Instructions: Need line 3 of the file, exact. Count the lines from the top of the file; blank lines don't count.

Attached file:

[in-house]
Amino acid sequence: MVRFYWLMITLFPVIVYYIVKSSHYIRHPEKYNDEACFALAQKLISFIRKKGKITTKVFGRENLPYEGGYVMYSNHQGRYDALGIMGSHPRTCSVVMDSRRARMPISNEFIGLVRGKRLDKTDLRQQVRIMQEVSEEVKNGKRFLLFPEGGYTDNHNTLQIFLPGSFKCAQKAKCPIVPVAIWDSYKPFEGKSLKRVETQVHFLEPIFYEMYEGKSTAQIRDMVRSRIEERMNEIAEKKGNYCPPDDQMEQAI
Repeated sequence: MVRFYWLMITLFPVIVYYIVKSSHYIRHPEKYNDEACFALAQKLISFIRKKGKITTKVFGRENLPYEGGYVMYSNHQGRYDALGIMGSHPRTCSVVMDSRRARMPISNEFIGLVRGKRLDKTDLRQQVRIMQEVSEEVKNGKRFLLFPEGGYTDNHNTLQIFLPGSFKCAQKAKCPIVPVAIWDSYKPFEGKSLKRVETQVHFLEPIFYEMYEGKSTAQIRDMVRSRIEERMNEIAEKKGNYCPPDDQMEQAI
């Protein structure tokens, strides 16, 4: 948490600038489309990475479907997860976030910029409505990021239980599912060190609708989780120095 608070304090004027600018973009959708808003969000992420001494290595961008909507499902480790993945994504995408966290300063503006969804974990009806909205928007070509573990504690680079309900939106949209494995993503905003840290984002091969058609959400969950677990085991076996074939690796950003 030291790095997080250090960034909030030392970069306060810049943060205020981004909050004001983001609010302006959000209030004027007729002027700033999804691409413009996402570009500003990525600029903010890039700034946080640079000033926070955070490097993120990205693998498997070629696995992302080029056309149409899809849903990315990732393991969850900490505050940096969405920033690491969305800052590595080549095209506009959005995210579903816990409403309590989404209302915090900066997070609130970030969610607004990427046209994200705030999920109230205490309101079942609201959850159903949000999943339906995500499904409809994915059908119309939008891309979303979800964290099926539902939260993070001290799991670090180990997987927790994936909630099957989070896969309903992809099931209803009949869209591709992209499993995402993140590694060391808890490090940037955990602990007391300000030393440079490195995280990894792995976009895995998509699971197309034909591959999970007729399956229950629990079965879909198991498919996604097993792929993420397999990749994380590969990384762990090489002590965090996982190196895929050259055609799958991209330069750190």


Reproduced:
Repeated sequence: MVRFYWLMITLFPVIVYYIVKSSHYIRHPEKYNDEACFALAQKLISFIRKKGKITTKVFGRENLPYEGGYVMYSNHQGRYDALGIMGSHPRTCSVVMDSRRARMPISNEFIGLVRGKRLDKTDLRQQVRIMQEVSEEVKNGKRFLLFPEGGYTDNHNTLQIFLPGSFKCAQKAKCPIVPVAIWDSYKPFEGKSLKRVETQVHFLEPIFYEMYEGKSTAQIRDMVRSRIEERMNEIAEKKGNYCPPDDQMEQAI